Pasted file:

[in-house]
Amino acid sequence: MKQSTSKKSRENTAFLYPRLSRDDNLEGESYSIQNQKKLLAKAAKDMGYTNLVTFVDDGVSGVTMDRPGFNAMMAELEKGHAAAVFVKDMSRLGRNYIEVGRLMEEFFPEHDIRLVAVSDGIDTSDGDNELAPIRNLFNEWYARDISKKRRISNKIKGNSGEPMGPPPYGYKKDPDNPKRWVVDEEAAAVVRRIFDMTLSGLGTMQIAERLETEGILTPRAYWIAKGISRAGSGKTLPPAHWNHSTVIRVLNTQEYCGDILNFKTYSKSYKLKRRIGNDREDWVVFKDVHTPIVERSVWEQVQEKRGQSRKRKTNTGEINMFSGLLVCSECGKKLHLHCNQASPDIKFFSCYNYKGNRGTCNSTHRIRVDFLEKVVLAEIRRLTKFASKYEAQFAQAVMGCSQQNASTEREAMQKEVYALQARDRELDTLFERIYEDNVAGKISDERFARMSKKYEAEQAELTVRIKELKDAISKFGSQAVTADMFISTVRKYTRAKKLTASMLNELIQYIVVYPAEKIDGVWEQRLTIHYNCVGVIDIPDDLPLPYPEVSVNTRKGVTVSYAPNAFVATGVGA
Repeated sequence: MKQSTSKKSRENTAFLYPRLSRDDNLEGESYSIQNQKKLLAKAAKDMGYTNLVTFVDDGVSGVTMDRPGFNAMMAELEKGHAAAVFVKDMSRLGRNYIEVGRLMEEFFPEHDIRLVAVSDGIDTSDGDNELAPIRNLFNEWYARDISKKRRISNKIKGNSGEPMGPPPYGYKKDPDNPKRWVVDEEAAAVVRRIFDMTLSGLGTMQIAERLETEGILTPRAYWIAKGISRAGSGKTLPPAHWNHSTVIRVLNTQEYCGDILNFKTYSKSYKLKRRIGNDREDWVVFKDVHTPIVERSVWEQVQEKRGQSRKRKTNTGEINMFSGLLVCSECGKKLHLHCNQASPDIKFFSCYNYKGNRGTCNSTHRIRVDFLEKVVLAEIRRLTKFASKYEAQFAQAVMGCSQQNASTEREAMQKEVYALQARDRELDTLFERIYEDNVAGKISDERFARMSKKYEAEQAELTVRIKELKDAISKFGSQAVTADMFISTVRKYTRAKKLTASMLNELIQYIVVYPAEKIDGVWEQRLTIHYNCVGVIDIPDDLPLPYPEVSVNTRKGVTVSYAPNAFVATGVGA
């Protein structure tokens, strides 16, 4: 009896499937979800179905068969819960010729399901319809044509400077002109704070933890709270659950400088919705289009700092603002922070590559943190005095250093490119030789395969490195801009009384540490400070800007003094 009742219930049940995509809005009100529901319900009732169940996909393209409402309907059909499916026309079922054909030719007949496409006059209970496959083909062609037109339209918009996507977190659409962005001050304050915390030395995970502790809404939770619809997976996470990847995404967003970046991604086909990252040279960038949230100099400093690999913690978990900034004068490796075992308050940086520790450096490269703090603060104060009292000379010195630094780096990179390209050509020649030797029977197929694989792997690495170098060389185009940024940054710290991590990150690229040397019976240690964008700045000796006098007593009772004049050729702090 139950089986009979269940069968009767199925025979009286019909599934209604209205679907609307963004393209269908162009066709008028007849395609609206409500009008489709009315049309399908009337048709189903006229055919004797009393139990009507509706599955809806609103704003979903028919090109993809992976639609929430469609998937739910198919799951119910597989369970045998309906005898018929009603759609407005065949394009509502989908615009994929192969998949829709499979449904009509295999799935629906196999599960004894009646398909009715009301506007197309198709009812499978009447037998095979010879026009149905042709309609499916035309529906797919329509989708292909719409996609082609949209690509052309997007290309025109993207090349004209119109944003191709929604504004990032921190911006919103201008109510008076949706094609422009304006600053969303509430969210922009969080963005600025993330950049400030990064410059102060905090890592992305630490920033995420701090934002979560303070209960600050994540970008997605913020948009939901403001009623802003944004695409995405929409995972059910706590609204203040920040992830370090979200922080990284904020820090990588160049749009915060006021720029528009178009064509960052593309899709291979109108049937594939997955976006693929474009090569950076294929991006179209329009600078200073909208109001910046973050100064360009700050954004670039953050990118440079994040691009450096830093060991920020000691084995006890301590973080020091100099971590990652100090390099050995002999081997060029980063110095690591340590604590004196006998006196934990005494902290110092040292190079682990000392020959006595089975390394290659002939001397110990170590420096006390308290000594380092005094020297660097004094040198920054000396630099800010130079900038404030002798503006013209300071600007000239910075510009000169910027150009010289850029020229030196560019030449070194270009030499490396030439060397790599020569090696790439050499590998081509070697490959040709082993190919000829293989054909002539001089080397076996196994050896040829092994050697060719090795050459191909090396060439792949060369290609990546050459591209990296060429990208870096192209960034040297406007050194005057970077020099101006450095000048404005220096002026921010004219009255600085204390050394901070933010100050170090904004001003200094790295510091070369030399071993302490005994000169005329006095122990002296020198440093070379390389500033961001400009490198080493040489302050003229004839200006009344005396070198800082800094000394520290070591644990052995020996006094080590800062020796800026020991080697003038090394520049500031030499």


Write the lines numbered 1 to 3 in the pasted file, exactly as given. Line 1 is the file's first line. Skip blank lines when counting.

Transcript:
[in-house]
Amino acid sequence: MKQSTSKKSRENTAFLYPRLSRDDNLEGESYSIQNQKKLLAKAAKDMGYTNLVTFVDDGVSGVTMDRPGFNAMMAELEKGHAAAVFVKDMSRLGRNYIEVGRLMEEFFPEHDIRLVAVSDGIDTSDGDNELAPIRNLFNEWYARDISKKRRISNKIKGNSGEPMGPPPYGYKKDPDNPKRWVVDEEAAAVVRRIFDMTLSGLGTMQIAERLETEGILTPRAYWIAKGISRAGSGKTLPPAHWNHSTVIRVLNTQEYCGDILNFKTYSKSYKLKRRIGNDREDWVVFKDVHTPIVERSVWEQVQEKRGQSRKRKTNTGEINMFSGLLVCSECGKKLHLHCNQASPDIKFFSCYNYKGNRGTCNSTHRIRVDFLEKVVLAEIRRLTKFASKYEAQFAQAVMGCSQQNASTEREAMQKEVYALQARDRELDTLFERIYEDNVAGKISDERFARMSKKYEAEQAELTVRIKELKDAISKFGSQAVTADMFISTVRKYTRAKKLTASMLNELIQYIVVYPAEKIDGVWEQRLTIHYNCVGVIDIPDDLPLPYPEVSVNTRKGVTVSYAPNAFVATGVGA
Repeated sequence: MKQSTSKKSRENTAFLYPRLSRDDNLEGESYSIQNQKKLLAKAAKDMGYTNLVTFVDDGVSGVTMDRPGFNAMMAELEKGHAAAVFVKDMSRLGRNYIEVGRLMEEFFPEHDIRLVAVSDGIDTSDGDNELAPIRNLFNEWYARDISKKRRISNKIKGNSGEPMGPPPYGYKKDPDNPKRWVVDEEAAAVVRRIFDMTLSGLGTMQIAERLETEGILTPRAYWIAKGISRAGSGKTLPPAHWNHSTVIRVLNTQEYCGDILNFKTYSKSYKLKRRIGNDREDWVVFKDVHTPIVERSVWEQVQEKRGQSRKRKTNTGEINMFSGLLVCSECGKKLHLHCNQASPDIKFFSCYNYKGNRGTCNSTHRIRVDFLEKVVLAEIRRLTKFASKYEAQFAQAVMGCSQQNASTEREAMQKEVYALQARDRELDTLFERIYEDNVAGKISDERFARMSKKYEAEQAELTVRIKELKDAISKFGSQAVTADMFISTVRKYTRAKKLTASMLNELIQYIVVYPAEKIDGVWEQRLTIHYNCVGVIDIPDDLPLPYPEVSVNTRKGVTVSYAPNAFVATGVGA